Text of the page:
CHICAGO — When I started writing for Art Intercepts, I knew I wanted to expand my portion of this platform to include other trans voices. I can talk all day about my experience, but mine is such a narrow window of an already underrepresented community. This winter I’m taking some time to talk to other trans dancers to give you a broader idea of where we come from, what we’re up to, and how we navigate the dance community. With that, meet Sam!
Sam Virgilio is a “twirling transmasculine pansexual alien” who, alongside winning my award for Best Identity Description, dances for Joel Hall, founded Blue Fire Dance Collective, works in dance administration and is an amateur circus performer.
Sam identifies as transmasculine, which they defined for me using stage directions:
“If far stage right is cis-feminine or transfeminine — very much trying to ‘pass’ — and then masculine on the other side, or cis-male, in the middle is non-binary or gender neutral. I’m sort of on quarter stage between non-binary and cis-masculine, or trying to pass as cis-masculine.”
A transmasculine identity is sometimes confused with trans male, but they’re not quite the same. For Sam, being transmasculine means being a masculine figure in the world, but not necessarily worrying about passing as male. For Sam, it’s okay if people don’t look at them and automatically assume, “That’s a man.”
While I’ve been referring to Sam using the pronouns “they” and “them,” Sam is equally comfortable using masculine “he” and “him” pronouns. Their decision to use both actually came out of their experience in rehearsals. Initially, Sam was only using they/them pronouns. However, they found that in a rehearsal setting the director’s “mouth is going faster than their mind and it’s easier for them to switch to a binary pronoun,” says Sam. Rather than getting “she/her,” Sam told their director that using “he/him” would be okay. While Sam initially made this move out of convenience for their director, they realized that they are equally comfortable with either pronoun, and thus, uses both. In this post, I will use both “they/them” and “he/him” pronouns to address Sam.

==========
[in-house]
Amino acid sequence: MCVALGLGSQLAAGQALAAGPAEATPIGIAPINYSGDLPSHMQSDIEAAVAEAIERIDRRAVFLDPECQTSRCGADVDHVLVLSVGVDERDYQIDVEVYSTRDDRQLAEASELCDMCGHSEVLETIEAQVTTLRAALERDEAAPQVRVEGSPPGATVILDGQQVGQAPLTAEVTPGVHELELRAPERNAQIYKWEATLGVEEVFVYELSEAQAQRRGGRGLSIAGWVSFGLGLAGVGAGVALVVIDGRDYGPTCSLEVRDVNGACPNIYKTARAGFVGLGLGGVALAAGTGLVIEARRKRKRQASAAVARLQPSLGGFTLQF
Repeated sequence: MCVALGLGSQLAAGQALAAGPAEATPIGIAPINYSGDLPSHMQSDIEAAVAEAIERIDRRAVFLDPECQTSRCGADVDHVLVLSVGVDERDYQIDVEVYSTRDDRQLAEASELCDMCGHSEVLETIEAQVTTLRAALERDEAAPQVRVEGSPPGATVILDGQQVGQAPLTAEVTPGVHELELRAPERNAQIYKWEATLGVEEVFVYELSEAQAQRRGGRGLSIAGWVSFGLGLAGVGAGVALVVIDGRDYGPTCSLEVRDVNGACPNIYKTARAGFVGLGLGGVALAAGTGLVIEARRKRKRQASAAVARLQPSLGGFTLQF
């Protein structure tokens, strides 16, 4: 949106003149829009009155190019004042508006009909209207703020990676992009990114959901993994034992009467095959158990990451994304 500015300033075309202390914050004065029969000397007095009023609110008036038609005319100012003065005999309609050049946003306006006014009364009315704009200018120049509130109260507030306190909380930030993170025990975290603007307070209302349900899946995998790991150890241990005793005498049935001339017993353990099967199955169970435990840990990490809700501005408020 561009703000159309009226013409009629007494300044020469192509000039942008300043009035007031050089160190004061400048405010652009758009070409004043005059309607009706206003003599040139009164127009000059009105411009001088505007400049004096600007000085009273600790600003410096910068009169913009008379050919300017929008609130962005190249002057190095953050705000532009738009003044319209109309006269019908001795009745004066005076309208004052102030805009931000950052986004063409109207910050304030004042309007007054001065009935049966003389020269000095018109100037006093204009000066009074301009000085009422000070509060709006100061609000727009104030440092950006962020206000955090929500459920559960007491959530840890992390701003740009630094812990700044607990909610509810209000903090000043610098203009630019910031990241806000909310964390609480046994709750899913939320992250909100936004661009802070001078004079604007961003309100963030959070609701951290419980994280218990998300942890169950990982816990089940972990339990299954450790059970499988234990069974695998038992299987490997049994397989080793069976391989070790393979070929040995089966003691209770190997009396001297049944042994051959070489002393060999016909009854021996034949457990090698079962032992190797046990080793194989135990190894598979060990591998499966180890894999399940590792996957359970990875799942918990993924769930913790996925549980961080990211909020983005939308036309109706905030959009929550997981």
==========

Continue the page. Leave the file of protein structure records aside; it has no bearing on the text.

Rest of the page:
Hailing from Florida, Sam trained predominantly in classical ballet, Russian folk dance and African. They’ve performed in a wide range of companies including various independent choreographers, and most recently with the Joel Hall Dancers.
If you’re thinking, as I was, “WOOF, classical ballet in Florida, rough place to be trans,” Sam actually experienced incredible support from his community after coming out.
“When I came out, my old ballet teacher from the academy reached out and told me how proud she was of me… When people say ‘oh the bible belt, they can’t get with it,’ that’s bullshit… We’re all ready to make that step. It’s not just Chicago. It’s not just the more progressive cities,” says Sam.
When I asked Sam what companies who currently only cast cisgender dancers could do to be more inclusive of transgender dancers, he cited Joel Hall’s recent performance of Nuts and Bolts as an example. Nuts and Bolts is not about queerness — it’s Joel Hall’s take on the classical ballet The Nutcracker — but there were two trans dancers in the production. Sam performed a variety of traditionally male and female ensemble roles while wearing a female-oriented costume, a full mustache, and a bound chest.*
According to Sam, he wasn’t the only one playing with the gender spectrum in this show. There were cis women taking on traditionally male roles, and cis men performing roles originally choreographed for women because that’s where their abilities fit best.
Toward the end of our interview, I asked Sam what they want company directors to know about trans dancers. Here’s what they said:
“Look at and listen to the people that you’re serving, both the dancers in your company and the audiences as well, and understand that we are getting gayer and we are getting queerer and we are progressively coming out more and more and more. While tradition is wonderful — I come from tradition, I come from a classical ballet background, I understand the importance of tradition — there’s also something to be said for adjusting to what’s going on right now and the people who are in front of you right now. You shouldn’t do a disservice to those people in the name of tradition. That’s not fair to you, that’s not fair to us, and that’s not fair to the community because that’s not creating art to its full potential… It doesn’t need to be revolutionary in its queerness, it just needs to be inclusive.”
*Note: Chest binding during athletic activity must be done with a looser fitting binder or specific athletic binder to prevent damage to the ribcage. Never bind your chest using ace bandages. For more information on chest binding, visit transguys.com. Information about transgender medical care can be found at howardbrown.org.